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A new UMass Lowell program, now in its infancy, may be the latest example of how the University is reaching out to the region ߞ; in this case, its youth ߞ; while at the same time expanding and improving its own possibilities.
The fledgling TEAMS (Technology, Engineering and Math-Science) program, which began its pilot phase last year with 270 regional high school students attending UML classes part-time, moved into a higher gear this fall, as 32 specially-selected 11th- and 12th-grade students from 12 local school districts are enrolled in UMass Lowell courses.
The four courses being offered ߞ; environmental biotechnology, interactive robotics, bat engineering design, and assistive technology and electronics ߞ; developed through a collaboration of UMass Lowell faculty and regional high school teachers, are designed to supplement, rather than to replace, advanced high school courses. Their goal is to allow selected students to explore applied concepts in a range of science, technology, engineering and math (STEM) career fields that they wouldn’t otherwise encounter until their junior or senior years in college.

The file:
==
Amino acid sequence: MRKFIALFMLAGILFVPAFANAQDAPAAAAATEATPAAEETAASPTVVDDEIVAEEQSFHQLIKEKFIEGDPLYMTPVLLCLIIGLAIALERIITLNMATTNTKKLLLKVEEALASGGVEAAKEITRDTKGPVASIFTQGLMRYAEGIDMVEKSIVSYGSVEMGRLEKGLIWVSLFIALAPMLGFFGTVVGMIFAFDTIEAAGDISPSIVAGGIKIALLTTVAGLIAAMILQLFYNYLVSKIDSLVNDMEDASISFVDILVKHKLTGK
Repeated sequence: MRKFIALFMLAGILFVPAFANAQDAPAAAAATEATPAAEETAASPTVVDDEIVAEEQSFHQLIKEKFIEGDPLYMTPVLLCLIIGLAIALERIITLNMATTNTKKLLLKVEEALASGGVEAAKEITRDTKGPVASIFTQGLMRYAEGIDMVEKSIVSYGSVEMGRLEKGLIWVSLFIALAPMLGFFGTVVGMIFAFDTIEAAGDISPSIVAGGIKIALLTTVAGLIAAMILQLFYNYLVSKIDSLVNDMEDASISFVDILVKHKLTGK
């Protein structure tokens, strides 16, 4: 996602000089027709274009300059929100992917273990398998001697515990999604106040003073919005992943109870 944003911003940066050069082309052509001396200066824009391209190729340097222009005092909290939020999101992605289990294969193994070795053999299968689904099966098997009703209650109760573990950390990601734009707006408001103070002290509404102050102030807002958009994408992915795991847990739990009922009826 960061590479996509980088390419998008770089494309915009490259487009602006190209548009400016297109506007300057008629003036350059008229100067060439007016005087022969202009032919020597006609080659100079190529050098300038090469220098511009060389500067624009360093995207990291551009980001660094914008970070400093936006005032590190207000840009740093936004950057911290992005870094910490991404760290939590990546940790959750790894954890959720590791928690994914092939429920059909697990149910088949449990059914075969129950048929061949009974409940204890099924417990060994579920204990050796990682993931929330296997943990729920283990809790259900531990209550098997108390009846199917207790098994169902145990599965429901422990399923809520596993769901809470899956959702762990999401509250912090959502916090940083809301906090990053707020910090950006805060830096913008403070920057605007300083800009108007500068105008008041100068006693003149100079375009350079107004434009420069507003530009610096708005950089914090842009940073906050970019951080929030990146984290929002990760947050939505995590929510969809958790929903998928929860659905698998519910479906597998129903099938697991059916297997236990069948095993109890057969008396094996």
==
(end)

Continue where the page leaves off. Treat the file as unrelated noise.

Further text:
Typically, the students arrive at UMass each morning to work in class with a group of their peers, then return to their respective schools in mid-morning to attend core courses. Each student is enrolled to take four University courses per year, two each in the fall and spring semesters.
The program, a collaborative effort by the University’s deans of Education, Engineering and Sciences, is being overseen by a Tyngsboro High School physics and math teacher, Donald Rhine, who will serve as TEAMS coordinator as part of a sabbatical agreement with the Tyngsboro school system.
“It’s been a great opportunity,” Rhine says. “The students are just so bright and motivated, so willing to work. The bus commute can be a hardship ߞ; some of them are getting picked up as early as 6:30 in the morning ߞ; but you never hear them complain. And the teachers ߞ; we couldn’t be doing this without the cooperation we’ve had from the high school teachers who’ve made their time available, not to mention those at UMass Lowell. It’s just been an incredible experience all around.”
TEAMS is being funded by a $650,000 legislative apportionment, sponsored chiefly by state Sen. Steven Panagiotakos, who was effusive in his praise of the program: “We know that we need to grow our talent in the Merrimack Valley to ensure our kids will capture the jobs of the future,” Panagiotakos said last spring at the time of the program’s announcement. “This program starts our tenth graders on the path to success.”